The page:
by Barry Kent MacKay,
Senior Program Associate
Born Free USA's Canadian Representative
Barry is an artist, both with words and with paint. He has been associated with our organization for nearly three decades and is our go-to guy for any wildlife question. He knows his animals — especially birds — and the issues that affect them. His blogs will give you just the tip of his wildlife-knowledge iceberg, so be sure to stay and delve deeper into his Canadian Project articles. If you like wildlife and reading, Barry's your man. (And we're happy to have him as part of our team, too!)
As Bears Give Birth, Guess What's Waiting for Them...
Okay, I admit it; I was fooled. When the Premier of Ontario and leader of the Liberal Party, Dalton McGuinty, suddenly quit office in 2012 amid various spending scandals, he was replaced by Kathleen Wynne. Because Wynne was a bit of an outsider – Ontario’s first female and openly gay premier – I hoped that transparency and citizen democracy would benefit, and policy would derive from logic and compassion.
Prior to 1999, in addition to a fall hunt, it was legal in Ontario to hunt black bears in the spring. Bait, often sweet pastry and fats, would be placed in front of blinds or tree stands—and the bears, ravenous from months in their dens without food, would approach. They were easy targets. Although many local hunters opposed the practice, they usually remained silent because it did bring money into the more remote, northern areas.
Hunters were only supposed to shoot males, but too often they shot females. The Ministry of Natural Resources (MNR) estimated, from the number of females shot, that more than 270 cubs were orphaned each spring. Cubs are dependent on their mothers; so, when orphaned, they tend to die from predation or slowly starve to death. The few who survived were brought to wildlife rehabbers—but most simply died, lost in the bush.
Concerned citizens were able to convince the Ontario government to end the spring hunt. But, the fall hunt was extended, and the overall number of bears killed by hunters was nearly the same as before.
The Ontario Federation of Anglers and Hunters (OFAH) was outraged, and started a massive campaign of bear reporting. In 2003, a “Nuisance Bear Review Committee” recommended that the MNR take a lead role in responding to “nuisance” bear reports, including threats to human safety. Thus, the MNR’s Bear Wise program was born.
Although the program was successful, OFAH continues to claim it was not. And while there was, on average, no increase in conflicts between humans and bears, attacks on humans by bears, or the size of the bear population, OFAH and others somehow argued that all three increased. The campaign also pushed a very emotive button among people in northern and central Ontario, suggesting that the government was more responsive to the concerns of the larger population living in the more urbanized south (where bears are rare or absent, but votes are numerous).
In 2008, then-Minister of Natural Resources, Donna Cansfield, wisely ordered an assessment of Bear Wise. Published in January 2009, the assessment presented dozens of suggestions on how it could improve. The next year, McGuinty removed Cansfield as the Minister.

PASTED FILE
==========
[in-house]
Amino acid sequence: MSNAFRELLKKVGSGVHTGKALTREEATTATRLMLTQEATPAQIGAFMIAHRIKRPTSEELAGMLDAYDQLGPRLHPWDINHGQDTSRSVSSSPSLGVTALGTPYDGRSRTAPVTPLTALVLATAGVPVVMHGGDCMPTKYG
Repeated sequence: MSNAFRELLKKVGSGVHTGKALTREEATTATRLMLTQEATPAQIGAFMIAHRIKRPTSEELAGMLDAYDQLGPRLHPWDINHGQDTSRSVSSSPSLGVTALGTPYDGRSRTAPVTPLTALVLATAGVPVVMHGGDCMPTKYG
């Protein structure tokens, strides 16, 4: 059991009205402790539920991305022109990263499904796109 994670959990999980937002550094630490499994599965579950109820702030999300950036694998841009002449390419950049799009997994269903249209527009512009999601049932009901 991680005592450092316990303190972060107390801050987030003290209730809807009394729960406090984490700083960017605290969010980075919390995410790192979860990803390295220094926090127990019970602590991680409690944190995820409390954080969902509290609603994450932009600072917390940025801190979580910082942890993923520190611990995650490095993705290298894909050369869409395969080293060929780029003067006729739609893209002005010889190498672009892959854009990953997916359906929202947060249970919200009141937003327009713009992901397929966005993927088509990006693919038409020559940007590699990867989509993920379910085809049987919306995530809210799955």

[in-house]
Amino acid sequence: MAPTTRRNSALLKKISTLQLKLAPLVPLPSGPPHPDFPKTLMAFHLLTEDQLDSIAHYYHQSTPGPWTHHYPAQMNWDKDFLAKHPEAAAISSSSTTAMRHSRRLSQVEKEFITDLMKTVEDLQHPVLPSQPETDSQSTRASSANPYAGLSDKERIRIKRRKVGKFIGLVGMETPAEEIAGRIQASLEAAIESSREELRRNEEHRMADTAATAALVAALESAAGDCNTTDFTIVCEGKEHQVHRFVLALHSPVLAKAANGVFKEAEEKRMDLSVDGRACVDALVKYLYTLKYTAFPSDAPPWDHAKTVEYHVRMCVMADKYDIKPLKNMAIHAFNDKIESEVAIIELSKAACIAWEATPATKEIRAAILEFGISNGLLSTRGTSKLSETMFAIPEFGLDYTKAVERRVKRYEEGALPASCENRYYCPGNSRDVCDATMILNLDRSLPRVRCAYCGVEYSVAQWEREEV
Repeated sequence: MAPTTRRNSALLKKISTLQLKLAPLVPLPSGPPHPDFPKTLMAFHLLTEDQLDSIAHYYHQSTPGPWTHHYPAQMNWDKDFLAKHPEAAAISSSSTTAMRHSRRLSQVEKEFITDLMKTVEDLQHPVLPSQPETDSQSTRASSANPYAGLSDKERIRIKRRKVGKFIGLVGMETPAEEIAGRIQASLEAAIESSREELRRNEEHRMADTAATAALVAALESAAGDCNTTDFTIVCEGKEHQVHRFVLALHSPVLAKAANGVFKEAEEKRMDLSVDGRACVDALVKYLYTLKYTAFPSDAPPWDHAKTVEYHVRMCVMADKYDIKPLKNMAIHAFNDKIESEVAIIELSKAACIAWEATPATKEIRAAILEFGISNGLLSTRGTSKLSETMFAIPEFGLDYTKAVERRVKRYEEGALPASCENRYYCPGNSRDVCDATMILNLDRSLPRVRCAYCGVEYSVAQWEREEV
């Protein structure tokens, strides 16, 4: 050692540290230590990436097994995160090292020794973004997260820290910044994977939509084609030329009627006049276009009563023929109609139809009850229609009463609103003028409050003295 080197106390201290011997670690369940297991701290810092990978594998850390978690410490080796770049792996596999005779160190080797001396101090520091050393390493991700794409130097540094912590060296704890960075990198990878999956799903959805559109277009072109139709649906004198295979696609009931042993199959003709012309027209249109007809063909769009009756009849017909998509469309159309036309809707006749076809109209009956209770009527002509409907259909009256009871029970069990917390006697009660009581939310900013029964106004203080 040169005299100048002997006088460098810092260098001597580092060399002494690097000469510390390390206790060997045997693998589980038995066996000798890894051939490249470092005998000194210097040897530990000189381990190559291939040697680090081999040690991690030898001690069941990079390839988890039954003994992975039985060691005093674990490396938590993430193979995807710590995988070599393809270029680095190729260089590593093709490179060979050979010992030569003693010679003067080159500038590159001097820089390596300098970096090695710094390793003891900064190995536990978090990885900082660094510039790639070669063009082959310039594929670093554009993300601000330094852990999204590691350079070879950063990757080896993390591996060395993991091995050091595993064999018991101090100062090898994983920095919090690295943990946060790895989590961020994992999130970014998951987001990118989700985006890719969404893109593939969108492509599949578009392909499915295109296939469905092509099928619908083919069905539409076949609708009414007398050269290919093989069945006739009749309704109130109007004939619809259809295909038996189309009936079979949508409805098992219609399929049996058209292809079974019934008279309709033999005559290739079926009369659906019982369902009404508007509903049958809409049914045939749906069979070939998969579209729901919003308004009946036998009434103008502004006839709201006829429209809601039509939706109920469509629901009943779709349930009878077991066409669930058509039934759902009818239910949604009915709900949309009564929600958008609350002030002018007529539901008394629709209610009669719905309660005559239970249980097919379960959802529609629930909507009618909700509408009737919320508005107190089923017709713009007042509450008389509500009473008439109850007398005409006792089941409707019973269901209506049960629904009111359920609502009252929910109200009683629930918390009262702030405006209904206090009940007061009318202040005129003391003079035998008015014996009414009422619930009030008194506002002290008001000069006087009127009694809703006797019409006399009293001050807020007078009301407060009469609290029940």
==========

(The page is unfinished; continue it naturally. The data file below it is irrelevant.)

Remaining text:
In May 2012, McGuinty quietly, and without consultation, conducted a massive scale-back of the Bear Wise program.
Then, in October, he abruptly quit, handing leadership of the party, thus the province, to Kathleen Wynne.
And what did she do? We were promised a better, more open, and transparent government. But instead, last July, her government exempted forestry and mining companies from compliance to the provincial Endangered Species Act. Environmentalists were outraged.
A few years ago, MNR formed something called the Human-Wildlife Conflict Advisory Group to advise on matters of human-wildlife conflict. I have since become a full member. Was that panel, which is certainly replete with hunters, trappers, wildlife managers, and an OFAH representative, even consulted? Nope.
Under Wynne’s blood-stained watch, we’ve also seen increases in deer culling. And, while the decision to allow the hunting of mourning doves in Ontario was federal, Wynne raised no finger to stop it.
But getting back to bears, here’s the irony. Apart from the sad fact that people seem to believe there are more bears and more conflicts (neither contentions supported by the MNR’s own research), there is simply no way that shooting bears attracted to baits in the bush will mean that the same bear that might concern humans later on is the one shot. Shooting, itself, creates the risk of wounding bears, who can become aggressive. Bears tend to avoid humans, and the moms will not attack if their cubs are approached. But, availability of human food conditions bears to search for such foods—ironically exacerbating the problems that concern people.
Even more alarming, if possible, is a private member’s bill that has had two readings, and is designed to reinstate the hunt overall: an act that will cause hundreds of cubs to die of starvation each year.
Now, in the winter, female black bears are in their dens. They are not truly hibernating, but their metabolism has slowed, and they will soon give birth to tiny cubs. Smelling bait, the females will move in, but will tell their cubs to hide. If a mother bear is lucky, she’ll be recognized as a female, and spared; but she may well be shot, and then her cubs are doomed.
And why? Kathleen Wynne may think that, by making it a “test” and restricting the spring hunt to several communities and to Ontario, she will not arouse too much criticism from compassionate voters (while placating those northerners angry at cancellation of the spring hunt back in 1999). What are a few hundred starving baby bears when there are votes to be had?